Workplace-level tools are important mechanisms to assist joint health and safety committees (JHSCs). However, there is no standard approach to evaluating workplace knowledge-transfer interventions to see whether these tools result in workplace change. To understand these challenges better, the project aims to develop, with the help of stakeholders, a theory-based evaluation of the impact of a workplace physical-loads questionnaire (validated in an earlier RAC-funded pilot study, #09019). Sixty JHSC co-chairs at multi-sector companies will be interviewed to examine factors which affected the questionnaire’s use as a change tool.
The primary objective of this research is to develop a theory-based evaluation approach for workplace knowledge-transfer interventions to evaluate the impact of a workplace-level physical-loads intervention. It will examine the extent to which the physical loads questionnaire, validated in a previous study, resulted in changes in 60 workplaces. The approach will help us evaluate workplace KT interventions in general. The project is a collaborative, participatory action research project with a transdisciplinary team of researchers, six unions, and the Occupational Health Clinics for Ontario Workers (OHCOW). The physical loads questionnaire will be converted to a web-based validated questionnaire and made widely available for workplace parties to prevent injuries.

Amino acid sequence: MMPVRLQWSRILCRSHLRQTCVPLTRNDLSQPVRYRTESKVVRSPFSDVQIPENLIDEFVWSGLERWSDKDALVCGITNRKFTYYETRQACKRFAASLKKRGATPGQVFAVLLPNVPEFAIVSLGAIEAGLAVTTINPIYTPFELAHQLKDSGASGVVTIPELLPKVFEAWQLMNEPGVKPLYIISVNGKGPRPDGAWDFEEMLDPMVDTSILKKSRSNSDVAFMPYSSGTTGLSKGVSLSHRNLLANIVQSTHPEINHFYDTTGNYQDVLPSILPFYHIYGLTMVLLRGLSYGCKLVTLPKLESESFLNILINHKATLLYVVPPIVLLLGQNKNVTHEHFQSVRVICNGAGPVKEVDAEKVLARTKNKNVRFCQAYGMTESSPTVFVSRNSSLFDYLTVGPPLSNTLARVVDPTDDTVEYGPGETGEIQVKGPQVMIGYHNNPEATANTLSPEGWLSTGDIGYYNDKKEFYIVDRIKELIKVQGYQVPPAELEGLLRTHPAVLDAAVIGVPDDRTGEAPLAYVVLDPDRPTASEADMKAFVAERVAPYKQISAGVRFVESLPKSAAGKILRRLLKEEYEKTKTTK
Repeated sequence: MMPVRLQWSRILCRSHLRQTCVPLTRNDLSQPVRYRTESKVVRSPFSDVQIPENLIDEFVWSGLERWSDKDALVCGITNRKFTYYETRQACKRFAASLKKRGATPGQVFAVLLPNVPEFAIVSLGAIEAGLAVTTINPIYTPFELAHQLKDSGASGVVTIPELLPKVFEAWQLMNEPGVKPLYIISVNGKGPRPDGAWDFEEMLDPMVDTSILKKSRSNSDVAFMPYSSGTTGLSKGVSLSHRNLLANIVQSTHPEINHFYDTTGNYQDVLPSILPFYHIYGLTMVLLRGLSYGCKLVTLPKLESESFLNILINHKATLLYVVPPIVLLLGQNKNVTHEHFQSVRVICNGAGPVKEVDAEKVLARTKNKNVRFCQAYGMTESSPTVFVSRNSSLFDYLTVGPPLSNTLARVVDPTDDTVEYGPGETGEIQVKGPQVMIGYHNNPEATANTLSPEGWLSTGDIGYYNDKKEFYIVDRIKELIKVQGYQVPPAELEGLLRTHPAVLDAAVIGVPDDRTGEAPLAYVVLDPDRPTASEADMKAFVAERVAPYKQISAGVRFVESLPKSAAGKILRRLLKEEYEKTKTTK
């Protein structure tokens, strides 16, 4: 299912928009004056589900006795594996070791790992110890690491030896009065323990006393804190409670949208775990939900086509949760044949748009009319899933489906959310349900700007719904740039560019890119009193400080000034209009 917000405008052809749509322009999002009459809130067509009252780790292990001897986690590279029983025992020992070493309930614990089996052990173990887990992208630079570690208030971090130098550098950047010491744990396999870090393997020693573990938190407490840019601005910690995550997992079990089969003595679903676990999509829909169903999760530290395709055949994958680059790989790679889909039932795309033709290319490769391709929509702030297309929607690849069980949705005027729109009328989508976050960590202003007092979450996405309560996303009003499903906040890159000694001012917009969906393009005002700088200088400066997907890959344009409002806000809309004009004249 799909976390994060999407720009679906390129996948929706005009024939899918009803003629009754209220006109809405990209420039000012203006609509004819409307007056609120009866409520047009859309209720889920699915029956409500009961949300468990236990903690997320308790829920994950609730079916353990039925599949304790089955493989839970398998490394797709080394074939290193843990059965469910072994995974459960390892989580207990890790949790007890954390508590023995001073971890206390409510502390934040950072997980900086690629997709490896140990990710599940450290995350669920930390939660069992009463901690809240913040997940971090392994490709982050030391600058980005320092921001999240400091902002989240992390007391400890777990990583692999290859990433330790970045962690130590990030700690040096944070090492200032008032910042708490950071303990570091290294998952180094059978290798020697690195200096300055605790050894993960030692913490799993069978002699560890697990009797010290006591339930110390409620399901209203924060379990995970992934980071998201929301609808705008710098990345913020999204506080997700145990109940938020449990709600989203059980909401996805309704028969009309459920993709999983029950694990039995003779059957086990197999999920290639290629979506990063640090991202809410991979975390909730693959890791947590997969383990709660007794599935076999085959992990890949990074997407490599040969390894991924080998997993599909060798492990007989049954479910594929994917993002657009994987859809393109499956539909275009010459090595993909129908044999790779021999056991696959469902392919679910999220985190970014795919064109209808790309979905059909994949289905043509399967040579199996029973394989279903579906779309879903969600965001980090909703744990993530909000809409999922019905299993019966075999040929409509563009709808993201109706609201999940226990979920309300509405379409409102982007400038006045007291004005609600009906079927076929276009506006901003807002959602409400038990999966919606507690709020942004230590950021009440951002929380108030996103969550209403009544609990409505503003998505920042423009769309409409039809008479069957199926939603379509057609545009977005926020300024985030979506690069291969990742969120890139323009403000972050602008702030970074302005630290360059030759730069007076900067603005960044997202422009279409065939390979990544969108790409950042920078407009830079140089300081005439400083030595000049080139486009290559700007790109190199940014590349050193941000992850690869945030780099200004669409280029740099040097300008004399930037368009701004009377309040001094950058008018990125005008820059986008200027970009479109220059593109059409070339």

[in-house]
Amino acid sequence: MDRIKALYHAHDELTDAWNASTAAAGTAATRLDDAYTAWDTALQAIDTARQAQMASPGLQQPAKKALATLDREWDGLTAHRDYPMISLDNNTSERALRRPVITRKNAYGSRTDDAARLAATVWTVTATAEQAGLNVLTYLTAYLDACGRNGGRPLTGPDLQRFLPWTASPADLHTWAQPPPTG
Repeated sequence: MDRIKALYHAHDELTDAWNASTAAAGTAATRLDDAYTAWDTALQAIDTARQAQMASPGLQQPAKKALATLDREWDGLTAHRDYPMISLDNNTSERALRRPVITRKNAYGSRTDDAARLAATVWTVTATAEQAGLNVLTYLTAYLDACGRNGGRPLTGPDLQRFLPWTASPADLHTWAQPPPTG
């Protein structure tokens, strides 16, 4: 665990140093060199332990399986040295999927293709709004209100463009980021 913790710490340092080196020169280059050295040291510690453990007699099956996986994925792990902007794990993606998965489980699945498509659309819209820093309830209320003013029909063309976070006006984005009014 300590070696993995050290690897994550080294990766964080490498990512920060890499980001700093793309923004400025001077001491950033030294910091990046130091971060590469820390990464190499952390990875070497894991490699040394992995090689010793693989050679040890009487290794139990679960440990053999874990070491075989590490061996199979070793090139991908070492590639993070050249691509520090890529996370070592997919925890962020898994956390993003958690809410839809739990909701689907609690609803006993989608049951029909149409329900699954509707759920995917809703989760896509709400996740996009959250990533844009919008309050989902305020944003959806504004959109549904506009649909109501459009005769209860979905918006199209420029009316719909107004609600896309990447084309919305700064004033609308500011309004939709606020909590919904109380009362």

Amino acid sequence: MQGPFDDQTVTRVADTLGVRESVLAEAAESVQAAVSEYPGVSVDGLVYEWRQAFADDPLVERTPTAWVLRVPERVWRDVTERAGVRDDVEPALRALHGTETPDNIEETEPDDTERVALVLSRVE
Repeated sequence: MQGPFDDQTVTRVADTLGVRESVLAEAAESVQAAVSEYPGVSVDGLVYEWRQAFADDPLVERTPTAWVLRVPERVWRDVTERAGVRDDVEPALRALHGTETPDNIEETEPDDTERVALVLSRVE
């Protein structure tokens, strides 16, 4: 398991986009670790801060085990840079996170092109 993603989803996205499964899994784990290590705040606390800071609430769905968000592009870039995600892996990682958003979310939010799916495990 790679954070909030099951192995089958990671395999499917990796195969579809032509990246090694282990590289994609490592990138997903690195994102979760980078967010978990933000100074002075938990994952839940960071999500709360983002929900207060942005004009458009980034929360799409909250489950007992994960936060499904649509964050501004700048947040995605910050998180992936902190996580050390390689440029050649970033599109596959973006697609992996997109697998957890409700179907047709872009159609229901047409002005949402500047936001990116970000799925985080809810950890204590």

This research will generate a theory-based approach to evaluate knowledge-transfer workplace interventions. It will help determine the extent to which workplace parties can make changes considering the barriers and facilitating factors that affect workplace interventions. The rich partnerships developed through the collaborative participatory research will result in a relevant, useful and applicable tool that will be widely available to aid in workplace prevention efforts. This research will also build upon the collaborative research process between researchers and labour which can result in useful outcomes for workplace parties and health and safety system partners in Ontario
Desre M. Kramer (University of Waterloo)